Objectives: To measure girls' and boys' exposure to alcohol advertising in magazines and to compare this exposure with that of legal-age persons.
Design, setting, and subjects: Alcohol advertisements (N = 6239) in 103 national magazines for which placement, audience, and cost data for 2001 and 2002 were available, categorized by year, beverage type, and brand. Placement and readership (age and sex) data generated estimates of media exposure for the age groups 12 to 20, 21 to 34, and 21 years and older.
Main outcome measures: Gross rating points, an advertising industry standard measure of the level of media exposure of a given population, and gross rating point ratios comparing exposure of different demographic groups.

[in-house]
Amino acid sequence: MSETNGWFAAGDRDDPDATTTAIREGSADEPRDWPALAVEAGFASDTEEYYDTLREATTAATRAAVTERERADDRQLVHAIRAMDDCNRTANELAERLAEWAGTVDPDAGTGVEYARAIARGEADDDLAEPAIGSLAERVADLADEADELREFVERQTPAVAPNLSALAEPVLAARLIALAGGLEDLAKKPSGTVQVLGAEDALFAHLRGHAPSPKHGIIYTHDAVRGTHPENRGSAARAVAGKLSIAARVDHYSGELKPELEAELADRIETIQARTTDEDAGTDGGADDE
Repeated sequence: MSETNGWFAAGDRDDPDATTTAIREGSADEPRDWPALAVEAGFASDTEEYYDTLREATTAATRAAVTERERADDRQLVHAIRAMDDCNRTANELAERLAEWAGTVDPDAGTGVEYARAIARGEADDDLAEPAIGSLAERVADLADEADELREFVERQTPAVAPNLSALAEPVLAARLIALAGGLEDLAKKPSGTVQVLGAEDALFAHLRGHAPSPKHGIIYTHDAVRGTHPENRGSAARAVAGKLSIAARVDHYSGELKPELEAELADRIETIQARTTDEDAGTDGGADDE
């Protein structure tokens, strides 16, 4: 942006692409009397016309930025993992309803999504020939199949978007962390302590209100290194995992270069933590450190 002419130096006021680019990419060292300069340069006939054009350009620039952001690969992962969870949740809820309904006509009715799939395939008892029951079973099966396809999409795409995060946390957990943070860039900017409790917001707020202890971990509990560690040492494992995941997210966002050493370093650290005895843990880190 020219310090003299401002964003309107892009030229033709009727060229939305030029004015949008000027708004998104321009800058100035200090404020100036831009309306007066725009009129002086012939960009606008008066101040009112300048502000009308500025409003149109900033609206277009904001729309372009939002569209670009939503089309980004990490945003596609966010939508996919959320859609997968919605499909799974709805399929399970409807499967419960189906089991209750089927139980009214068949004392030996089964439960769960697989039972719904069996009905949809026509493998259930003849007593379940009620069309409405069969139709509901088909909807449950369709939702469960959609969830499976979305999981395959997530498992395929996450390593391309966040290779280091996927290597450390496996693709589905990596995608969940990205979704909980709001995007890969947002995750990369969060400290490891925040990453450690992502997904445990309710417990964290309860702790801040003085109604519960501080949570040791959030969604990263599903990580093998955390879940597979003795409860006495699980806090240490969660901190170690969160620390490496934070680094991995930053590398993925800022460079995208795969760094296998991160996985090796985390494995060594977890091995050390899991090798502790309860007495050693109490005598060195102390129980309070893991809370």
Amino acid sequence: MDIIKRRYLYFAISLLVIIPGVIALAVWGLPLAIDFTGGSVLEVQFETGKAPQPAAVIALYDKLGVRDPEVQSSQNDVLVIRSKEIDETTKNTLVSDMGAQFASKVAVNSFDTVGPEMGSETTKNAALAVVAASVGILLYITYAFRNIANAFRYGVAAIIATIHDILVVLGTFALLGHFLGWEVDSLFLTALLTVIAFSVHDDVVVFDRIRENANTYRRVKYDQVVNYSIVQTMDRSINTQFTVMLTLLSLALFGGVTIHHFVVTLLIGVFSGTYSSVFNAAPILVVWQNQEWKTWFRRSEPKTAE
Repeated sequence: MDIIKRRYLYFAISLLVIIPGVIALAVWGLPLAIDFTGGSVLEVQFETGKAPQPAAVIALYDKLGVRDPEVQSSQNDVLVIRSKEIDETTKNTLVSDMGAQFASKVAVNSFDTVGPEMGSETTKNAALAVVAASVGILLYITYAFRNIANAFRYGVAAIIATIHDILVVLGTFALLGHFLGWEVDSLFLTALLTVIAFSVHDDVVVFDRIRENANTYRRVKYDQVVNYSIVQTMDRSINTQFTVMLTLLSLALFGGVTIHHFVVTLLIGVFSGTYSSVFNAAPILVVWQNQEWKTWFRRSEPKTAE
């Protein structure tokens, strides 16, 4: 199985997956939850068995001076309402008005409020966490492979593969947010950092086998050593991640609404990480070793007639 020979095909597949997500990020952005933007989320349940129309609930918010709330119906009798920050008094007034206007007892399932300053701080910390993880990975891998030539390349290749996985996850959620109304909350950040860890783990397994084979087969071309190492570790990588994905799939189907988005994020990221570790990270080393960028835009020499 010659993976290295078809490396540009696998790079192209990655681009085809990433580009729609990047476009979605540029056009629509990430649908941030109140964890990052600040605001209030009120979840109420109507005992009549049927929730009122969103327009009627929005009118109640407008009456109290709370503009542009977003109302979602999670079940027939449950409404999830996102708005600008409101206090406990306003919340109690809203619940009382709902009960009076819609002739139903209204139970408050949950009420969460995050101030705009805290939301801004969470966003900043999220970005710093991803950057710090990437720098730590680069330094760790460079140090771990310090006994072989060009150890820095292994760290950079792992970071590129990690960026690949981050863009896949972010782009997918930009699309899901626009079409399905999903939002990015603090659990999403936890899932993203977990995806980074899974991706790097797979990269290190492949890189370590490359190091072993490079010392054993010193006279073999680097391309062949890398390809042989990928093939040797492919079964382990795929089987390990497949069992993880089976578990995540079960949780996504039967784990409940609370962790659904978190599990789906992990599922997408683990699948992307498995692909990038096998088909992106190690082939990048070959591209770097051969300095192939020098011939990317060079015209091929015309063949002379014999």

Results: Alcohol companies spent 590.4 million US dollars to place 471 beer and ale advertisements (8%), 4748 distilled spir-its advertisements (76%), 116 low-alcohol refresher advertisements (2%), and 904 advertisements for wine (14%) in magazines in 2001 and 2002. In 2002, underage youth saw 45% more beer and ale advertising, 12% more distilled spirits advertising, 65% more low-alcohol refresher advertising, and 69% less advertising for wine than persons 21 years and older. Girls aged 12 to 20 years were more likely to be exposed to beer, ale, and low-alcohol refresher advertising than women in the group aged 21 to 34 or women in the group aged 21 years and older. Girls' exposure to low-alcohol refresher advertising increased by 216% from 2001 to 2002, while boys' exposure increased 46%.
Conclusion: Exposure of underage girls to alcohol advertising is substantial and increasing, pointing to the failure of industry self-regulation and the need for further action.